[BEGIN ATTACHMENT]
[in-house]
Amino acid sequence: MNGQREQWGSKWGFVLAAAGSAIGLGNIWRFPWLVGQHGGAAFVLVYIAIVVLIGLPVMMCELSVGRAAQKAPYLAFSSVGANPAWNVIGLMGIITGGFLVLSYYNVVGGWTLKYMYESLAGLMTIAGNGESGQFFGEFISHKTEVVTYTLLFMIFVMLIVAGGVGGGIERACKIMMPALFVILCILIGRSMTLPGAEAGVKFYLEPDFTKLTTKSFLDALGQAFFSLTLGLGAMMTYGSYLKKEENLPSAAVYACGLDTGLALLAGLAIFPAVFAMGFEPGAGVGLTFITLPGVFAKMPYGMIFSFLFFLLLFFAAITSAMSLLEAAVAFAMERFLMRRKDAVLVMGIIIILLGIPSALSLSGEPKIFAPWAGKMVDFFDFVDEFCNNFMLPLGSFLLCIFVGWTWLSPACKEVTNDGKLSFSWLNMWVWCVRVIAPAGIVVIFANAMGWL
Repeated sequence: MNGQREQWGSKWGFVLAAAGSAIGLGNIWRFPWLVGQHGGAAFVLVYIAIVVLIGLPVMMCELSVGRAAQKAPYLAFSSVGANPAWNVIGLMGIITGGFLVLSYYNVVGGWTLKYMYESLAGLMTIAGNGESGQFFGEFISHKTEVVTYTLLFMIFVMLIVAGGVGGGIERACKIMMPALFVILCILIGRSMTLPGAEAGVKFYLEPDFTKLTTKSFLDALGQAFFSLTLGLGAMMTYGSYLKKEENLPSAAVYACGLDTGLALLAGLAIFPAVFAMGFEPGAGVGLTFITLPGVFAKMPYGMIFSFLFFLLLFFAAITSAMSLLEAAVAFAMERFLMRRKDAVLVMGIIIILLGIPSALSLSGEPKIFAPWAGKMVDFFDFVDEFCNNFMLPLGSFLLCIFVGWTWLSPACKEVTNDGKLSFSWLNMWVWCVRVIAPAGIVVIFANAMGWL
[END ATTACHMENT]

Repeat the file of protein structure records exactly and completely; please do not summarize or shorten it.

[in-house]
Amino acid sequence: MNGQREQWGSKWGFVLAAAGSAIGLGNIWRFPWLVGQHGGAAFVLVYIAIVVLIGLPVMMCELSVGRAAQKAPYLAFSSVGANPAWNVIGLMGIITGGFLVLSYYNVVGGWTLKYMYESLAGLMTIAGNGESGQFFGEFISHKTEVVTYTLLFMIFVMLIVAGGVGGGIERACKIMMPALFVILCILIGRSMTLPGAEAGVKFYLEPDFTKLTTKSFLDALGQAFFSLTLGLGAMMTYGSYLKKEENLPSAAVYACGLDTGLALLAGLAIFPAVFAMGFEPGAGVGLTFITLPGVFAKMPYGMIFSFLFFLLLFFAAITSAMSLLEAAVAFAMERFLMRRKDAVLVMGIIIILLGIPSALSLSGEPKIFAPWAGKMVDFFDFVDEFCNNFMLPLGSFLLCIFVGWTWLSPACKEVTNDGKLSFSWLNMWVWCVRVIAPAGIVVIFANAMGWL
Repeated sequence: MNGQREQWGSKWGFVLAAAGSAIGLGNIWRFPWLVGQHGGAAFVLVYIAIVVLIGLPVMMCELSVGRAAQKAPYLAFSSVGANPAWNVIGLMGIITGGFLVLSYYNVVGGWTLKYMYESLAGLMTIAGNGESGQFFGEFISHKTEVVTYTLLFMIFVMLIVAGGVGGGIERACKIMMPALFVILCILIGRSMTLPGAEAGVKFYLEPDFTKLTTKSFLDALGQAFFSLTLGLGAMMTYGSYLKKEENLPSAAVYACGLDTGLALLAGLAIFPAVFAMGFEPGAGVGLTFITLPGVFAKMPYGMIFSFLFFLLLFFAAITSAMSLLEAAVAFAMERFLMRRKDAVLVMGIIIILLGIPSALSLSGEPKIFAPWAGKMVDFFDFVDEFCNNFMLPLGSFLLCIFVGWTWLSPACKEVTNDGKLSFSWLNMWVWCVRVIAPAGIVVIFANAMGWL